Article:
There were times during the early stages of the project when even Ralph couldn’t believe his luck. When rock’s greatest singer-songwriter, Bob Dylan, agreed to take part, for example. Perhaps the reflective song chosen by Bob – Things We Said Today, from A Hard Day’s Night – that Paul wrote when he was only 21 was actually what attracted Dylan to the project. His craggy vocals are certainly suited to the song’s sentiments, making it, as Ralph laughs: “so Dylanesque”. Or when musical legend and majestic emperor of the blues, B.B.King, sang the song of another musical legend (as Ralph marvelled: “It’s not like there’s a B.B.King type, there is only B.B.King!”)

For Chris Hutton, The Art Of McCartney was “A celebration, not a tribute. A celebration of this man and all his incredible music. I had the privilege of hearing that first playback, two and a half hours of amazing music, which was a very emotional moment for Ralph and me.”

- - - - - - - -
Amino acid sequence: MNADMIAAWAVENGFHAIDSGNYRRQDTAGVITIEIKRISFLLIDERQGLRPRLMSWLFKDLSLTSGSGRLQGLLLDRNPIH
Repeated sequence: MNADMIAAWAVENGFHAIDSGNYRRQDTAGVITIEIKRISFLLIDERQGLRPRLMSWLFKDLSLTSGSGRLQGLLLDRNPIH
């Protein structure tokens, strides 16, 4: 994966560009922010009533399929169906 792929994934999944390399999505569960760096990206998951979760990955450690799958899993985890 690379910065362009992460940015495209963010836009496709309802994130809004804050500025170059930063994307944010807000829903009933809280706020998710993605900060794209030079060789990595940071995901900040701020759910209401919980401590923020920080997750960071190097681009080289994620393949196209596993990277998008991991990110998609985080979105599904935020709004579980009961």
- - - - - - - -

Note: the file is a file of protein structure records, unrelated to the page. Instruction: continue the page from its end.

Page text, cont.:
Listening and watching, you will be amazed at the scope and sweep of this one man’s work: the quality and quantity of the Paul McCartney Songbook. Whoever you are, and wherever you have been, you can’t help but be impressed by The Art Of McCartney. And once again, in the company of these musical legends, just listen to what the man said…

Patrick Humphries, 2014